Salt for Survival

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Salt for Survival

Salt has long been understood as a necessity for survival. Our bodies use salt, primarily in the bloodstream, as a means of attracting and transporting water. The amount of salt in our bodies affects our blood pressure, which can have a wide range of effects. It is a necessity for nerve and muscle function.

Yet salt, good old sodium-chloride won’t be all that easy to come by, when the grocery store is closed. Our ancestors, the pioneers who founded this country, were able to get salt from salt licks, places where underground salt would be brought to the surface by springs and solidify there. Animals used those licks to get the salt they needed and our ancestors would harvest salt from them as well.

But surface salt is pretty much non-existent today. Salt is mined underground, then purified for sale in the grocery store. Most animals receive their salt from salt licks that people put out, either ranchers putting them out for their livestock or hunters who use it to attract animals.

Because of the difficulty in obtaining salt, it will become a valuable commodity and trade item in a TEOTWAWKI scenario. As merchant caravans once again become part of the landscape, salt will be one of the things they carry.

But where will that salt come from?

I imagine that there who currently work in salt mines, who will recognize the value of the product they produce. Either the mines will remain open to some extent, or if they close, some of the previous employees will reenter the mine, working together to dig up salt that they can trade for other necessities.

That’s one source of salt, but there really aren’t all that many operating salt mines in the US. Of those which are operating, many are over 1,000 feet underground and are massive enough that they have their own trains to move the salt. This indicates they would be difficult to impossible to operate without modern equipment.

However, there’s another ready source of salt available to us, the oceans. Sea salt is considered a luxury novelty right now, but mankind has used sea salt for millennia. It is much easier to “mine” sea salt on a small basis, than it is to operate the massive mines that commercially produced salt comes from.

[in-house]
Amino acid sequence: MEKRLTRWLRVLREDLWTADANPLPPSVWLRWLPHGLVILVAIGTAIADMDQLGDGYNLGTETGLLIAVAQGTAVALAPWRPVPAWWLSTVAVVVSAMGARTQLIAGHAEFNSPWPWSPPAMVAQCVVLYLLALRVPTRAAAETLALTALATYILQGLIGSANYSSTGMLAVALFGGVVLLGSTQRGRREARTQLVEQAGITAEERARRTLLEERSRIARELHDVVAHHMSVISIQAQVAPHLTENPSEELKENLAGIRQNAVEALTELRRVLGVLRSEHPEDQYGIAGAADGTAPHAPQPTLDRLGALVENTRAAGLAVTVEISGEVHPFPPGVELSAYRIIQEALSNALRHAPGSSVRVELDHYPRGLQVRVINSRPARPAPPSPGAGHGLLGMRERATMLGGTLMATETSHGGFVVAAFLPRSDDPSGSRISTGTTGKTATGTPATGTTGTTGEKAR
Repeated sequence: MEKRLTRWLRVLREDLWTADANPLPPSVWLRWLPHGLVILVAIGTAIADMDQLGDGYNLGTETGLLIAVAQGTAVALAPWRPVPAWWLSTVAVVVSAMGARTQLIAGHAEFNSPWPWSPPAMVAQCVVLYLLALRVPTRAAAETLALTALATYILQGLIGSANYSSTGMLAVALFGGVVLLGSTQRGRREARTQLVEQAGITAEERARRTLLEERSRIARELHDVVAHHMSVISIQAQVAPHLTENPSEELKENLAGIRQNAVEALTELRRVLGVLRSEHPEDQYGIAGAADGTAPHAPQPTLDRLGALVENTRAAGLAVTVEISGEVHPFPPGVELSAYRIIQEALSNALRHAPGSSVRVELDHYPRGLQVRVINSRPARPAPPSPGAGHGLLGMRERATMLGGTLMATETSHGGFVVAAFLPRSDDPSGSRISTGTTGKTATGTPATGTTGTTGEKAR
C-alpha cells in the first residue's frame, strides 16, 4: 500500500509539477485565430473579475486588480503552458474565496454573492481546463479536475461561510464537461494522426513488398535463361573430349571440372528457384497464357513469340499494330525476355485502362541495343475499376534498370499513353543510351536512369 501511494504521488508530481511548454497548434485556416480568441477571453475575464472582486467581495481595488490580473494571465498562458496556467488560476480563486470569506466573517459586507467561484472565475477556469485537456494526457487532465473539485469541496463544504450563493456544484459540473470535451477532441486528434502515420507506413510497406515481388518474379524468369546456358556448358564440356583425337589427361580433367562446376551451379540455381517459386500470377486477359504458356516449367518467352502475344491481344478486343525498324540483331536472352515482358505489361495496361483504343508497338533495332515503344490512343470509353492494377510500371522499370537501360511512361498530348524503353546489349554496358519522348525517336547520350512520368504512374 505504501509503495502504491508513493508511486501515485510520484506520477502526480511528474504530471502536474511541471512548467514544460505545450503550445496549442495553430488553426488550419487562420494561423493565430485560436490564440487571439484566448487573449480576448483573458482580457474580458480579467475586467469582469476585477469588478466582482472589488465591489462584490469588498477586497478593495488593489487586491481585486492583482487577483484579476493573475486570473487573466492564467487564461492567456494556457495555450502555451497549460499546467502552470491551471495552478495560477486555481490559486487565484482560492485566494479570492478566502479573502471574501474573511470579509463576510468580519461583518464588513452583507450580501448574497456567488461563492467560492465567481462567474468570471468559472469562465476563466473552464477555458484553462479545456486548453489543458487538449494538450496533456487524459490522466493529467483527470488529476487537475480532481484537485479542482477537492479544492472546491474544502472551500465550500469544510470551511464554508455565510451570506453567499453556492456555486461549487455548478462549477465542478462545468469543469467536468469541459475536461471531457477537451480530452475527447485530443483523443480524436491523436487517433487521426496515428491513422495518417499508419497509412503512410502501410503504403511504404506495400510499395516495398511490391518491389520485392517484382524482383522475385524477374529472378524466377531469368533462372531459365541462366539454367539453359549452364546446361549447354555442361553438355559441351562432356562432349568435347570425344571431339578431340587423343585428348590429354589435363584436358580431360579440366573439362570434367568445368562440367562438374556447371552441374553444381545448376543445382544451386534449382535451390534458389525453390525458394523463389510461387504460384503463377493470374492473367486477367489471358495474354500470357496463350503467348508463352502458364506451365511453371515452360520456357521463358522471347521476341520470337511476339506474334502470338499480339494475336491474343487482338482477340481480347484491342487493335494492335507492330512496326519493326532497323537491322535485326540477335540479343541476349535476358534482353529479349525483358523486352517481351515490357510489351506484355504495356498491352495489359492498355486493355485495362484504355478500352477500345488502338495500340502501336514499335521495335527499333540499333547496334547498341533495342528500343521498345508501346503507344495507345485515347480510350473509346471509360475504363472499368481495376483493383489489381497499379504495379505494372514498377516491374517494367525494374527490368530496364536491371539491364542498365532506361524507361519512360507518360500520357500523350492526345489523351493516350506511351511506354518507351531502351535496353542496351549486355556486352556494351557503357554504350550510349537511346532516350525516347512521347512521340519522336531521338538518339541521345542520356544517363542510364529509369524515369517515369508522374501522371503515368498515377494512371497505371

Sea salt is produced by evaporating seawater and then collecting the salt and minerals left behind. I’ve seen this done in the Laguna Madre islands off the coast of Mexico. Those islands and the water channels in between them are shallow enough that it is possible to dam off a half-acre area with dirt at high tide, capturing the water within. It is left there, allowing the sunlight and heat to evaporate the water, leaving the salt behind on the sand.

That only works where the right terrain exists, allowing sea water to be captured in that way. But the same thing can be done pretty much anywhere that there’s a supply of seawater, or brackish water from a shallow well for that matter.

The first thing to do is filter the water to get rid of sediment and plankton and other marine life. Then it’s a good idea to get rid of as much water as possible through distillation. That will also provide the purest fresh water you can find for drinking. The concentrated salt water from that is what should be used to make sea salt.

All that’s needed at that point is to pour the water into a big flat container, such as a bathtub. Leave it out in the sun for a few days, so that the remaining water can evaporate, and the salt will be left in the bottom of the tub. Break it up and grind it a bit and it will be ready to use.